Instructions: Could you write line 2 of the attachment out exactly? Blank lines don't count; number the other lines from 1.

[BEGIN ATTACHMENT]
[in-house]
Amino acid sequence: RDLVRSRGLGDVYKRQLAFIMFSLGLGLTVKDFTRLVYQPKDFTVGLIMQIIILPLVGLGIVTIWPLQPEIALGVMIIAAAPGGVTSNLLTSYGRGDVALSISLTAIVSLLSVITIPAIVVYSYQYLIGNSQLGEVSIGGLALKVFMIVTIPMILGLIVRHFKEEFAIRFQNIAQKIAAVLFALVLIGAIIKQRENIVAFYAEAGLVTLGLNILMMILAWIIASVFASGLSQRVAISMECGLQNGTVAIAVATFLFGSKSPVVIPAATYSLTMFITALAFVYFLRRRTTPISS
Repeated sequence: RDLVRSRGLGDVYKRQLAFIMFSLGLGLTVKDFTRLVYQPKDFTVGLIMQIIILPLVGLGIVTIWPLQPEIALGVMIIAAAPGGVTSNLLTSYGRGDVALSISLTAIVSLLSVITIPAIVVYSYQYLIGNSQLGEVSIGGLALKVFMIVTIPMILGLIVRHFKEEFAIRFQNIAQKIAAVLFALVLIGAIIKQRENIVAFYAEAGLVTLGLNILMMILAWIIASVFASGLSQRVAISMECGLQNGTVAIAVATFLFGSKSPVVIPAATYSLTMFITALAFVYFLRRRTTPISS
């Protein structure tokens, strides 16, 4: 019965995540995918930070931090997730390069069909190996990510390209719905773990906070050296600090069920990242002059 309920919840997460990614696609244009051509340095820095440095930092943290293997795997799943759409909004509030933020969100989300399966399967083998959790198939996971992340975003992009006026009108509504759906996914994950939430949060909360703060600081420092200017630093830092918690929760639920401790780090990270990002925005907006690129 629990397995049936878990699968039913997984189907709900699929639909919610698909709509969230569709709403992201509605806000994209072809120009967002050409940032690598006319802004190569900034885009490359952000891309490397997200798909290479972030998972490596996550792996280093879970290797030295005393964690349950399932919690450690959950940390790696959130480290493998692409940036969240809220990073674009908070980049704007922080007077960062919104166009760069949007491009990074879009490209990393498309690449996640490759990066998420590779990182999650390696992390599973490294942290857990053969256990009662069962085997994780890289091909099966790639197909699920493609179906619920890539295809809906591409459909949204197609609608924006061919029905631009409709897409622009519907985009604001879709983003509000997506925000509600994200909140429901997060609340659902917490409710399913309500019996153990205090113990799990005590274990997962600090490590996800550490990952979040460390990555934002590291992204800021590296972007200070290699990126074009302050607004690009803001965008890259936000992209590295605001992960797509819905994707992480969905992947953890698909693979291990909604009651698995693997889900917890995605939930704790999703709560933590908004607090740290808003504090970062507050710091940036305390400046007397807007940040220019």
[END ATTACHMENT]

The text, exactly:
Amino acid sequence: RDLVRSRGLGDVYKRQLAFIMFSLGLGLTVKDFTRLVYQPKDFTVGLIMQIIILPLVGLGIVTIWPLQPEIALGVMIIAAAPGGVTSNLLTSYGRGDVALSISLTAIVSLLSVITIPAIVVYSYQYLIGNSQLGEVSIGGLALKVFMIVTIPMILGLIVRHFKEEFAIRFQNIAQKIAAVLFALVLIGAIIKQRENIVAFYAEAGLVTLGLNILMMILAWIIASVFASGLSQRVAISMECGLQNGTVAIAVATFLFGSKSPVVIPAATYSLTMFITALAFVYFLRRRTTPISS